Burning Questions: Duke

Over the weekend, Jim Oliver from DukeReport.com and I talked some hoops. He asked me some questions about Kansas and we discussed some of the bigger issues surrounding Tuesday night’s Champions Classic matchup. You can view the questions I answered for Duke Report here and below are the questions I had for Oliver:

RCB: Tie game with 20 seconds left. Which player other than Parker would Coach K (or the fans) want taking the shot?

DR: Coach K has said this season’s team will be built around Jabari Parker and Rodney Hood, and both will have the green light at the end of games depending on how defenses try to stop them. Hood has a wonderful all-around game and can use his dribble and athleticism to get himself good looks at the basket. His shooting range also makes it tough for defenders to play off him to prevent his driving ability. If Jabari isn’t taking the last shot, the Duke coaching staff is very confident in Rodney’s ability to win the game.

RCB: Friday’s game against Davidson was incredible. But it was Duke’s best shooting performance in 28 years. What kind of shooting performance are you expecting against Kansas?

DR: Duke shot lights out against Davidson at home. The Blue Devils are unlikely to shoot 70% from the field (62% from 3) against Kansas in Chicago. How well they shoot will depend on the tempo of the game. If the game is up tempo, Duke should shoot well as they’ll have more fast break opportunities. If it’s more of a half court, grind it out game, then they’ll more than likely have a shooting night to their exhibition game against Drury when they shot 40% from the field (14% from 3).

RCB: Can Duke sustain a lot of foul trouble? I know Parker sat with some foul trouble on Friday but how deep is the Duke team?

DR: It depends on where the fouls come from. Duke’s perimeter is very deep, which could be a huge factor with the new officiating rules this season. The Blue Devils can stay aggressive on the perimeter and still extend the passing lanes because they have five guys that can rotate between the two guard spots.

They become more vulnerable in the paint. Amile Jefferson struggled with foul trouble in the first half against Davidson this past Friday, and it will be key for him to avoid that against Kansas as he’s Duke’s best post defender. There are bodies that can come in off the bench for Duke to simply provide fouls, but they aren’t nearly as effective as Jefferson.

Duke’s depth becomes most effective when they can neutralize the impact of a team with a strong frontcourt. If they can speed up the tempo and force teams to play in transition, they have their best chance for success.

RCB: How has the hand checking rule change changed how Duke plays defense?

DR: Duke is a tough defensive team that likes to get up on the defender. The new hand checking rule forces the perimeter defenders such as Rasheed Sulaimon to lay off the defenders more. They have to be even more alert and quicker on their feet. As we saw against Drury, the new rule can allow easy baskets. Because of this, Duke will try even harder to get in the passing lanes hoping to have more fast break opportunities.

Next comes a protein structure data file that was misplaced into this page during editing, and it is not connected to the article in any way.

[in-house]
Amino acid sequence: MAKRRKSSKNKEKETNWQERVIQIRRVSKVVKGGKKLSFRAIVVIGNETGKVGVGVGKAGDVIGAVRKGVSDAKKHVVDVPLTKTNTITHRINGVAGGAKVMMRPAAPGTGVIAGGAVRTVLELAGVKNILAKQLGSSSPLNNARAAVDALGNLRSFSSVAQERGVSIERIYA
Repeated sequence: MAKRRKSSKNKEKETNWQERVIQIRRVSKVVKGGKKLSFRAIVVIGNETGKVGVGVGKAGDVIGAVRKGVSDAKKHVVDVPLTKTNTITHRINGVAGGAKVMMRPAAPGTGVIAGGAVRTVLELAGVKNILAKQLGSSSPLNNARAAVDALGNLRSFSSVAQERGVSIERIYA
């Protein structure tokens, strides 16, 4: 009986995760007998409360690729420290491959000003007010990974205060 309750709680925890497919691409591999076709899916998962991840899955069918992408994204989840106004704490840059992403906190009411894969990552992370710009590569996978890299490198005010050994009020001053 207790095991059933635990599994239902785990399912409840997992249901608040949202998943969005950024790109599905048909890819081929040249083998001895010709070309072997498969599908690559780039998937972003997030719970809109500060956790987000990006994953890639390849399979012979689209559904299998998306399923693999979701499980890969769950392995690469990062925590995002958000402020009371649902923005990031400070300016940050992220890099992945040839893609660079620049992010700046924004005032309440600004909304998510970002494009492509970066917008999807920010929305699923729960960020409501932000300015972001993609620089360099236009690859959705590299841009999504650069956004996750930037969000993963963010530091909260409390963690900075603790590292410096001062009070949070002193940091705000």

RCB: How different is this year’s Duke team from the one that played KU in Maui a few years ago?

DR: This team has more depth, plays better defense, and already has it’s go-to guys figured out in Parker and Hood. The 2011 team had more experience with five juniors and one senior getting the majority of the minutes. However, a lineup consisting of Austin Rivers, Andre Dawkins, Seth Curry, Ryan Kelly and Mason Plumlee may have been one the the worst defensive lineups Duke had seen in many years.

They were also trying to find their identity on offense, especially integrating Austin Rivers into the offense. Duke really needed a PG who could distribute the ball to the many offensive weapons, sadly, that wasn’t really one of River’s strengths. PG Quinn Cook, while not great, is solid most aspects of his game. With all the talk about Parker and Hood, the play of Cook may be the determinate factor in who wins this game.

RCB: Other than KU’s interior play and Duke’s perimeter play, what helps win this game for Duke from your perspective?

DR: If Duke can control the tempo of the game, then that helps them win the game. Kansas will like to run, but Duke has so many players than can initiate the fast break, it will be tough for Kansas to stop every one of them. Duke’s bench will allow them to run as much as they want, because they have several people capable of coming off the bench in a plug and play situation. Amile Jefferson will also be key. Duke will need his rebounding and defense to help offset Kansas’s interior play.

RCB: KU fans are loving the exposure Wiggins has brought to KU. From an outside perspective, do you see Parker getting an appropriate amount of coverage (considering Wiggins and Parker are both outstanding players)?

DR: I think so. So far, Parker has lived up to the hype, so from that point of view, the amount of coverage is more than appropriate.

RCB: Is Wiggins coverage annoying for outsiders (has it reached Tebow status?)

DR: I don’t think so. Maybe it’s an East Coast bias thing, but there really isn’t much talk about Wiggins in the coverage that I follow.

RCB: Fan submitted question from Twitter: can we trade football teams?

DR: In years past, many Duke fans may have been willing to do so. But with David Cutcliffe taking over at Duke and having the team heading to back-to-back bowl games, that answer is a resounding NO! Duke is no longer being considered just a basketball school. The football team had a near packed house for their thrilling win over NC State this past Saturday. Look for another exciting game this coming Saturday against the Miami Hurricanes.